J-B Weld makes glue products and touts the fact that its products are “Made in USA” and “have always been made in the USA.”[xvi] A competitor challenged the validity of these claims, and the NAD recommended that J-B Weld discontinue using them. The NAD reasoned that, although the glue might be made domestically, the tube, cap, and applicator are all manufactured elsewhere. Because these elements contain the glue and allow it to be used by consumers, they constitute part of the “product” that must be “all or virtually all” manufactured domestically.[xvii]

On appeal to the NARB, J-B Weld argued that the glue within the tube is the product and what consumers really care about.[xviii] The NARB poetically translated in its own words: “[L]ong after the caps, applicators, and tubes have been discarded… the consumer is concerned with the ongoing performance of the substance found within the tube.”[xix] J-B Weld offered the analogy to toothpaste: “[T]he tube and cap are ‘necessary’ for use, and are not discarded until the paste is used up, but … their place of origin is not a material consideration for the consumer.”[xx]

On the front of the packaging of the product, J-B Weld touted its “re-sealable/no waste cap,” which the panel felt demonstrated “the importance of the cap to the consumer.” This persuaded the NARB to determine that the applicator caps, tubes, and syringes should be considered part of the “product” in an “all or virtually all” analysis. “[A] sufficient number of reasonable consumers would consider the caps, tubes, syringes, and/or applicators to be part of the ‘product’ covered by the advertiser’s domestic-origin claims.”[xxi]

As previously discussed, one factor in the FTC’s “Made in USA” framework is the percentage of the total manufacturing cost that is done abroad.[xxii] J-B Weld did not feel comfortable revealing that cost data as it considered its production prices as highly confidential, trade secret information.[xxiii] Thus, even if the tube, cap, and applicator were small fractions of the overall cost of the product, it could not turn that factor in its favor. After rejecting the NARB’s recommendation, J-B Weld was referred to the FTC.[xxiv]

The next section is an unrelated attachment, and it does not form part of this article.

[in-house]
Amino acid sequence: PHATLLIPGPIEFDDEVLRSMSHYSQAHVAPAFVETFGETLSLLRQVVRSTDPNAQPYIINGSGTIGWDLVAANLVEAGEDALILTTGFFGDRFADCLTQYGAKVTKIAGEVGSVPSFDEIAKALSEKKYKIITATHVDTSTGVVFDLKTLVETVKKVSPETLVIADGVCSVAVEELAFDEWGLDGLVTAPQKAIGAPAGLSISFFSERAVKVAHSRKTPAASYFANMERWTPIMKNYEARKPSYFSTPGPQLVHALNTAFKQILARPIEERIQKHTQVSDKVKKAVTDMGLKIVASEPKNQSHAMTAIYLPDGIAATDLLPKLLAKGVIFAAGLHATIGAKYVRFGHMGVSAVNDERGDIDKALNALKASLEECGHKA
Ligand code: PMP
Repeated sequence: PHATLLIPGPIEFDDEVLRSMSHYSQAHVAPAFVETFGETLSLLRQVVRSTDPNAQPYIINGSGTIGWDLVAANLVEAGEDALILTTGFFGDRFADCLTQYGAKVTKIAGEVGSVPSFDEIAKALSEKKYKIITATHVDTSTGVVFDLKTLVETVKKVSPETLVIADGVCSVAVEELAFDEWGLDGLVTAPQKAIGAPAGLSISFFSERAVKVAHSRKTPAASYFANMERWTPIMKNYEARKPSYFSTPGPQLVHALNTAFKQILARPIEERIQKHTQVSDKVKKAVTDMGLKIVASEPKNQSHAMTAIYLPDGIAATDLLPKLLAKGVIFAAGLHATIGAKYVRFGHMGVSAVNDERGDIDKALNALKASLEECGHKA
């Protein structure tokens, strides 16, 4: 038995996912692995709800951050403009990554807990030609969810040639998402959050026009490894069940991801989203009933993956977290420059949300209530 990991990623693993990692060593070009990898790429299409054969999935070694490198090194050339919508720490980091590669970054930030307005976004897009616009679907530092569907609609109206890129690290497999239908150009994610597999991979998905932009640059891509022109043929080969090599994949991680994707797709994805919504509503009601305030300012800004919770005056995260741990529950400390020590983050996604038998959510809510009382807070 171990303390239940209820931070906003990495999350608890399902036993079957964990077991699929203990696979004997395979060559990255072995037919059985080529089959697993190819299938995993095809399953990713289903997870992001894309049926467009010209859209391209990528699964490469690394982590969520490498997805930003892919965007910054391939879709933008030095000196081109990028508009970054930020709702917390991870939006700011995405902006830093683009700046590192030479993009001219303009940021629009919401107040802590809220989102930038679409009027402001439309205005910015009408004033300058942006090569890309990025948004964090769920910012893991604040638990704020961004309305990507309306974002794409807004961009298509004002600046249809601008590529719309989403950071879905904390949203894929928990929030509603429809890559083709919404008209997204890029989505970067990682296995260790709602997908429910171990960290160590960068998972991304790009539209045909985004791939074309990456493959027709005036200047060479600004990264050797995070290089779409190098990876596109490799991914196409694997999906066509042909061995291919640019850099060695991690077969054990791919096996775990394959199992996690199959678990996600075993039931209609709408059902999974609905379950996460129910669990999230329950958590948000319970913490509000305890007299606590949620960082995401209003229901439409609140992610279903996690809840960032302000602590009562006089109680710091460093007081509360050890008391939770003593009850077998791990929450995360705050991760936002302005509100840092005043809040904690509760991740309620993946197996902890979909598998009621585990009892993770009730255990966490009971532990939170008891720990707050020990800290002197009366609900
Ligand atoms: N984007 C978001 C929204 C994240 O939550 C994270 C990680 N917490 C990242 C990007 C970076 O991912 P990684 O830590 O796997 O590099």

In March 2020, an FTC staff attorney issued a public letter advising that it would not pursue any further investigation or action regarding J-B Weld’s claims.[xxv] This was in part due to J-B Weld’s own remedial measures in updating its packaging and changing the domestic-origin claims on its company’s general literature.[xxvi] However, the FTC also declined a further investigation because the FTC disagreed with the NARB and its interpretation of the tube, cap, and applicators as being part of the product. “FTC staff finds it is unlikely that reasonable consumers interpreted the unqualified U.S. origin claims on these adhesive products as covering the incidental, discarded packaging.”[xxvii]

The Commission noted its lack of policy guidance specifically on this topic, but confirmed that it has not previously required manufacturers to account for the origin of packaging and cited a 1968 opinion deciding that “a manufacturer of domestically-made vinegar need not disclose the origin of imported plastic containers in the absence of an affirmative representation that the bottles were made in the United States.”[xxviii] The FTC letter referred to the caps, tube, and applicator as “incidental” packaging that “had no independent value to consumers and was typically discarded upon depletion.”[xxix]

Though the FTC staff’s opinion on glue tubes is now clear, it remains challenging to evaluate what to take away from the decision, especially given its departure from the NARB decision. The FTC letter did not address one of the NARB’s primary findings; namely, J-B Weld’s claims about the cap meant it had value to the consumer as part of the product. Accordingly, it is hard to predict whether future claims about packaging features—“easy open” or “spill free”—will then require such foreign-made packaging to meet the “all or virtually all” standard. When determining what elements of a product count as the “product,” advertisers may need to evaluate what is typically discarded upon depletion versus what has independent value to consumers.[xxx]

For now, comparing the new FTC rules to the J-B Weld dispute suggests a disconnect between the rules promulgated and their interpretation and application by the NAD and NARB. For open questions that remain in other advertising areas like the Green Guides, advertisers will have to simply wait until 2022 to determine if the FTC clears up the NAD/NARB edge cases.